When you’re visiting a special location, perhaps on a trip you’ve been planning for many months, a guided tour can be a great way to see the highlights, especially if your time is limited. However, the thought of spending the time on a large bus, with a big group of people can be off-putting. The answer is to opt for a small group tour from a five star tour company, and if you’re visiting a destination where Rabbie’s Trail Burners operate tours, you’re in luck, since the multi-award winning tours the company offers provide exactly the experience you are looking for.
Small groups mean you can discover the real country, get off the beaten track and onto the back roads where other tours cannot go. Touring with no more than 16 passengers gives you more. More personal attention, more time with the locals, more time off the bus, more time on the back-roads and just more of an all-round memorable experience. Rabbie’s promise to get you in touch with the people, places, history and legends of the country and deliver you a unique and memorable experience to last you a lifetime. Their local guides are your hosts, each hand-picked for their pride and passion for the areas they tour and dedicated to delivering outstanding travel experiences.
While in Edinburgh, Scotland this summer, we were lucky to have the opportunity of experiencing two of Rabbie’s Edinburgh based tours. Since our time in Scotland was limited, and we wanted to see as much as possible, we chose the “Loch Ness, Glencoe, and Highlands Day Tour”, which promised to show us “Scotland in a day”. It was a long day, meeting at 7.45am for an 8.00am departure, and returning to the city at 8.00pm, however the time flew by, narrated by our brilliant driver/guide Arron, who struck the perfect balance between keeping us informed and entertained, and giving us time to rest and relax while traveling.
Departing Edinburgh on a gorgeous sunny morning, we passed Linlithgow palace, birthplace of Mary Queen of Scots, and Stirling Castle before stopping at Callander, the 'frontier town' on the edge of the Highlands. Crossing the Highland boundary fault line the scenery changes quickly and dramatically, the flat fertile plains of the lowlands giving way to shimmering lochs, rugged mountain tops and forest-filled glens. It's easy to forget that this was once thought of as a dangerous frontier, fought over by the fiercely territorial Highland clans such as the MacGregors, and made famous by highland folk hero, Rob Roy MacGregor.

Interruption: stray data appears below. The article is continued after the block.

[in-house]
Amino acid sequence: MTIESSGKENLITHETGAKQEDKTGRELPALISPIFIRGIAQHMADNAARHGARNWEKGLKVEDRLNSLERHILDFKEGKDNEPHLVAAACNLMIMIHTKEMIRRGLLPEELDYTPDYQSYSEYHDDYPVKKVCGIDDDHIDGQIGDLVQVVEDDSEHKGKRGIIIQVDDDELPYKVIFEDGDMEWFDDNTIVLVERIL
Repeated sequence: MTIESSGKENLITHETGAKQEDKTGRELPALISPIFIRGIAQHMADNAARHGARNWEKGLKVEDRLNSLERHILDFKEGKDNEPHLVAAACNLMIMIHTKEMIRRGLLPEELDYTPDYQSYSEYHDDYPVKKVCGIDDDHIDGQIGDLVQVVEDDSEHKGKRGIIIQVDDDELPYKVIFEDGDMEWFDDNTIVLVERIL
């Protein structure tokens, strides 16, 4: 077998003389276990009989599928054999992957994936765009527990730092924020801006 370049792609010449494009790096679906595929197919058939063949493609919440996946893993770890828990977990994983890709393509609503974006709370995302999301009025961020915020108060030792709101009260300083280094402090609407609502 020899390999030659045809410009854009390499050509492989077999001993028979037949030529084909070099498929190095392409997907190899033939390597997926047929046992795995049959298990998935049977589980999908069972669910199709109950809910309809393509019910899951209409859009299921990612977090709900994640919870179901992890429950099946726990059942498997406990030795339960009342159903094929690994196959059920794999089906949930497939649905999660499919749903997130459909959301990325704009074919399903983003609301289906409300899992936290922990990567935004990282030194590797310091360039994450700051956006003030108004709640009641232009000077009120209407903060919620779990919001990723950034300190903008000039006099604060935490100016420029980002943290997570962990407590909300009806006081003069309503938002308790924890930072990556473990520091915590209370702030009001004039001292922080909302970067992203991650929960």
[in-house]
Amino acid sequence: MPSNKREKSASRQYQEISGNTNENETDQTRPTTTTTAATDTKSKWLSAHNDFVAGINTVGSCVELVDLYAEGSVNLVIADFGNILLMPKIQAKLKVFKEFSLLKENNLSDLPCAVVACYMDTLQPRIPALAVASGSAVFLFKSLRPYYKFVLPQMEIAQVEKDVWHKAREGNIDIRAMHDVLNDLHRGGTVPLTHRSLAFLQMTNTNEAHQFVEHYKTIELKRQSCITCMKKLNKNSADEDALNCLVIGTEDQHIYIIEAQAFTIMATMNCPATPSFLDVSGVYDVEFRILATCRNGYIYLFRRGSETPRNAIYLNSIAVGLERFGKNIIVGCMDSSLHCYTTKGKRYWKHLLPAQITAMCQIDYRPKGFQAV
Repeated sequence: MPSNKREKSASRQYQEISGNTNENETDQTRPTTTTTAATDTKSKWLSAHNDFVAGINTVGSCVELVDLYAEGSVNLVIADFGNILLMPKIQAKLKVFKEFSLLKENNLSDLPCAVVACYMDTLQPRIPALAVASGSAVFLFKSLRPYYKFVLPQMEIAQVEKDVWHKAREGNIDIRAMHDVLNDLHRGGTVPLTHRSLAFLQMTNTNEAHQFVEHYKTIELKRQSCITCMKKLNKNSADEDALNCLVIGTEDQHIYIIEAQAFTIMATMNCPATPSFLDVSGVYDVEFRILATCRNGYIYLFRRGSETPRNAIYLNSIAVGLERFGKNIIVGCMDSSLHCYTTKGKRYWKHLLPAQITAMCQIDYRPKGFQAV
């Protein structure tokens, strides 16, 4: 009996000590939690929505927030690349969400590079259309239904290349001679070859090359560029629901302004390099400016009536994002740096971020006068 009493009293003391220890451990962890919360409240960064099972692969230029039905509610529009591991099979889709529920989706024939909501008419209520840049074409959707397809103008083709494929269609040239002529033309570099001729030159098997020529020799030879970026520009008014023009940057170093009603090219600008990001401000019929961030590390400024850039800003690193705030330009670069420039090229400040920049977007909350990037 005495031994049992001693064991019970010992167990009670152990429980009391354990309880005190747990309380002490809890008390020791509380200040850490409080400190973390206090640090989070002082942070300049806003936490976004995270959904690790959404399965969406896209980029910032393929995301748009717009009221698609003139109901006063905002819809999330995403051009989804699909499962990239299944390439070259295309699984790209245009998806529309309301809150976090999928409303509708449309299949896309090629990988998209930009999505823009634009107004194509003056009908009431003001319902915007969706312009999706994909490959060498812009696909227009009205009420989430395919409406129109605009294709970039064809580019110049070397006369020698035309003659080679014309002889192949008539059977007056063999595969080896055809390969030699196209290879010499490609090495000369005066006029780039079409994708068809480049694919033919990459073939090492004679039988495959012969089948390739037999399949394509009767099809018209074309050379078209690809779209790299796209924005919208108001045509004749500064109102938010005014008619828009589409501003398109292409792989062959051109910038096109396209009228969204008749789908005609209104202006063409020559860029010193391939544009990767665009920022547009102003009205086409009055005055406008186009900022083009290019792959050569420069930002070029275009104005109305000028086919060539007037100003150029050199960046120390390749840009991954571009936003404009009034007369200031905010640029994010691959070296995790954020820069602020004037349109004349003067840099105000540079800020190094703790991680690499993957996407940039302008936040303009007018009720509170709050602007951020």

We visited Rannoch Moor, at an altitude of over 1000ft, covered by heather and peat-bogs and dotted with dozens of lochs, and enjoyed the mountain scenery on the way to Glencoe. Stunningly beautiful, with its dramatic cliff faces and steep slopes, Glencoe is famous as the site of the Glencoe massacre in 1692. We passed through the town of Fort William, and continued past Britain's highest mountain, Ben Nevis before arriving at Fort Augustus on the southern shore of Loch Ness. During the stopover, we opted to take a cruise on the loch (not included in the price of the tour) to try our luck spotting the monster. While we were unfortunately not successful, the cruise was spectacular, giving us an up close and personal view of the banks of the loch.
From Loch Ness we headed south again, through the mountains of the Cairngorms National Park and alongside Loch Laggan, over the Drumochter Pass (1500ft above sea level) and past 13th century Blair Castle, ancestral home of the Duke of Atholl. On the way back into Edinburgh we crossed over the famous Forth Bridge.
The tour was conducted using a comfortable air-conditioned 16 seat Mercedes mini-coach.
A couple of days later, we were able to join a preview of the new Edinburgh City Tour, lasting approximately an hour and a half, in an open topped deluxe mini-coach (the roof is a glass sliding design, which means it can be kept closed on rainy days!) The tour boards at Waverley Bridge in central Edinburgh and travels along Princes Street, where you hear about the famous castle and gorgeous garden, before heading to the Grassmarket, one of the best places to visit in Edinburgh, and a place that functioned both as a lively market place and a notorious place of execution. You learn about Edinburgh’s most famous dog before driving around Edinburgh’s central university area. The buildings here are stunning and there’s the chance to spot some of the magical places that inspired the Harry Potter books.
After visiting Edinburgh’s famous Royal Mile, the tour passes the National Gallery and continues into the new town. Here you learn about the Scottish pioneers who lived in the beautiful Georgian buildings before heading off the beaten track and into Edinburgh’s quaint Dean Village. This residential zone was once a separate village and is packed full of charming cobbled lanes. Proceeding back into the city centre, the tour travels along George Street and Queen Street and past Calton Hill, and then heads down to the foot of Arthur’s Seat, where the regal Holyrood Palace is located before going through the Canongate and back to Waverley Bridge.
Rabbie’s tours are available in Scotland with various departure points, England with departures from London, and Ireland with departures from Dublin, and encompass day tours as well as longer multi-day excursions. For full details of all the options, contact information and online booking, check the website at www.rabbies.com
While there's no doubt we were very lucky with the weather in Scotland, participating in these two tours operated by Rabbie's Trail Burners contributed hugely to our enjoyment of our visit, and we highly recommend their top quality excursions to anyone visiting the areas where they operate.
Stewart Mandy received complimentary tour tickets from Rabbie's for the purposes of this article. All opinions however are his own.
Article written: October 2016